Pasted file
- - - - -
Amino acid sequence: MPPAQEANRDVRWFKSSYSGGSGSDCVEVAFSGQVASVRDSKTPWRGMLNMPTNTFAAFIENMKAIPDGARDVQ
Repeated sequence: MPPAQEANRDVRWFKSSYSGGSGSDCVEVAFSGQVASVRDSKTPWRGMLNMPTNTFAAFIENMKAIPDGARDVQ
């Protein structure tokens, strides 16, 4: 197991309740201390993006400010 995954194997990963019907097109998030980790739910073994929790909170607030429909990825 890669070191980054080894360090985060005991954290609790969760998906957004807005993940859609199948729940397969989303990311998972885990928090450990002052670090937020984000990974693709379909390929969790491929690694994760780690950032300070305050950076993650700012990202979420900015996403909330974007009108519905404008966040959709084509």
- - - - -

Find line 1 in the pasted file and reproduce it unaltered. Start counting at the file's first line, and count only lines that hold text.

Amino acid sequence: MPPAQEANRDVRWFKSSYSGGSGSDCVEVAFSGQVASVRDSKTPWRGMLNMPTNTFAAFIENMKAIPDGARDVQ